1-Tourney-Margaritaville USA Pickleball Nationals copy

Picture yourself on a spaceship. It zooms across the galaxy. The ship lands on Saturn, nearly 1,000 million miles from earth. You exit and are delighted to see two tennis courts. As you open the gate to one of them, you suddenly hear a loud voice, its cadence akin to that of a lifeguard at the beach.

“No, no,” comes the sound, “That’s the court where the good players play. We have no idea if you’re any good. You can’t go there.”

There you have it. Inspection. Assessment. Admonition. Such is tennis, where the competitive hierarchy can be stultifying.

Arrive at a pickleball facility and you’ll encounter something very different. First off, the space allocated for two tennis courts can house eight pickleball courts. Instead of two tennis courts with as few as four people playing singles, pickleball will likely feature 32, a wide range of skill levels rotating in and out of doubles games.


While laughter is often absent in tennis, the same can't be said for pickleball.

While laughter is often absent in tennis, the same can't be said for pickleball.

Better yet, there’s a good chance you’ll be greeted in a friendly manner by one of the pickleball community’s many ambassadors. That is not a metaphoric concept. Pickleball prides itself on its cadre of more than 1,500 volunteer ambassadors—men and women who see it not merely as a duty, but an obligation to give people the opportunity to learn the game and immediately meet new playing partners.

“You show up at the club or the city courts and you will find there are people welcoming you,” says Jennifer Lucore, a San Diego-based player who is also the co-author of the book, History of Pickleball. “You don’t have to have a paddle, a ball, a fancy outfit. There will be someone who’ll teach you how to play.”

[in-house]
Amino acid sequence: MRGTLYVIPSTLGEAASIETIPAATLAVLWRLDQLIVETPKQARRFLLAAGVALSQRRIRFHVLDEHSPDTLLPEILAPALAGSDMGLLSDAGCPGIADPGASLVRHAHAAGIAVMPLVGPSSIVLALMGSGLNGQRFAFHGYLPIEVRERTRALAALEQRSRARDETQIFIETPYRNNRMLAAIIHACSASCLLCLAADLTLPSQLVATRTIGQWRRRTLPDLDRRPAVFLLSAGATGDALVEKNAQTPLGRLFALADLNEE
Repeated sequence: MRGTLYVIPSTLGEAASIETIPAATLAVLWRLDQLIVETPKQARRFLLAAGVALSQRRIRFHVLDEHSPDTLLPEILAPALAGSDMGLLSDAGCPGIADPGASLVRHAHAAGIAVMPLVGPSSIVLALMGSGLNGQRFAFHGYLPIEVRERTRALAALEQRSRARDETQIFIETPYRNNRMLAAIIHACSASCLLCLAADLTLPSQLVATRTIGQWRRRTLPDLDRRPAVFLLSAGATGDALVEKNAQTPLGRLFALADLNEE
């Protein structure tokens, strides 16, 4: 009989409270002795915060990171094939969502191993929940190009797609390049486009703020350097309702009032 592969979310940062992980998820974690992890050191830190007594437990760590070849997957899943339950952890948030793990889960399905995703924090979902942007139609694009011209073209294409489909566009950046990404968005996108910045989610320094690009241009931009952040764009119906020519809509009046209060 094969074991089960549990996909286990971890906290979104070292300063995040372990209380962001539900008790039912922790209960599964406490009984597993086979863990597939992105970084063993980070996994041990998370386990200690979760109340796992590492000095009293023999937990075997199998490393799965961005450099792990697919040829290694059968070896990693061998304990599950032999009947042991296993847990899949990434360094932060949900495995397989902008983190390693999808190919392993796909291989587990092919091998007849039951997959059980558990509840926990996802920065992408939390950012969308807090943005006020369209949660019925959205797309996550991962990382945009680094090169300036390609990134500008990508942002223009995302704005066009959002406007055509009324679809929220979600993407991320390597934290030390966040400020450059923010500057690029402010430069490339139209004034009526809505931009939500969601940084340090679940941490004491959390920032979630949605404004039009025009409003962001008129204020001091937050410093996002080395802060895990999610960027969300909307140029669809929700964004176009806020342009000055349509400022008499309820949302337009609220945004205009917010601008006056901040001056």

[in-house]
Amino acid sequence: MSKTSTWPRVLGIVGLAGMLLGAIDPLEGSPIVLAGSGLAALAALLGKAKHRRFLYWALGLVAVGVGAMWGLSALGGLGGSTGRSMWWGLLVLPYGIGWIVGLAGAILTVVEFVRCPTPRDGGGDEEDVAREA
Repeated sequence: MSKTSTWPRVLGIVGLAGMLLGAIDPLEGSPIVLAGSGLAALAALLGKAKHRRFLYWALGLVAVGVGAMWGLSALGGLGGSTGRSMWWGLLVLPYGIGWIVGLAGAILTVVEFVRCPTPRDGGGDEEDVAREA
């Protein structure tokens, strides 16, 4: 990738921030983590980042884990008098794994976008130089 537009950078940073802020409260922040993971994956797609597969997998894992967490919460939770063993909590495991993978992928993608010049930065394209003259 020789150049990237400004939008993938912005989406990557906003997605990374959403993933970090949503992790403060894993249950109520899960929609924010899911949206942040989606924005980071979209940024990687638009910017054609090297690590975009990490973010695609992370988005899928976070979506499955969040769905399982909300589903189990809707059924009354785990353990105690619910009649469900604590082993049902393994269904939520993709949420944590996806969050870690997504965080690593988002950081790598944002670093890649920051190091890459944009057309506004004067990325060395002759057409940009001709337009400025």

Membership in the United States Pickleball Association (USAPA) has soared, from just over 4,000 members in 2013 to 40,000 at the end of 2019. But don’t call pickleball an overnight sensation. It was invented in 1965 by three Seattle-based men, Joel Pritchard, Bill Bell and Barney McCallum. As far as the playful name goes, one story has it that one of the inventor’s wives thought the game’s synthesis of various sports reminded her of the so-called “pickle boat” in crew, comprised of disparate oarsmen from other boats. Another tale goes that one of the inventors had a dog named “Pickles” that liked running after the ball. According to the USA Pickleball website, “Others claim both accounts may actually be true.”


You don’t have to have a paddle, a ball, a fancy outfit. There will be someone who’ll teach you how to play.

Pickleball’s spirit of access and inclusion has been particularly valuable during the pandemic, when many tennis facilities were forced to temporarily close and subsequently put in restrictions that made it harder to find matches.

Alisa Yee is a San Francisco-based tennis player who felt frustrated when the pandemic led to the cancellation of USTA league tennis. According to Yee, “With tennis during this time, I wasn’t able to get as much competition and camaraderie.” But as she entered the world of pickleball, Yee found herself able to get both rapidly.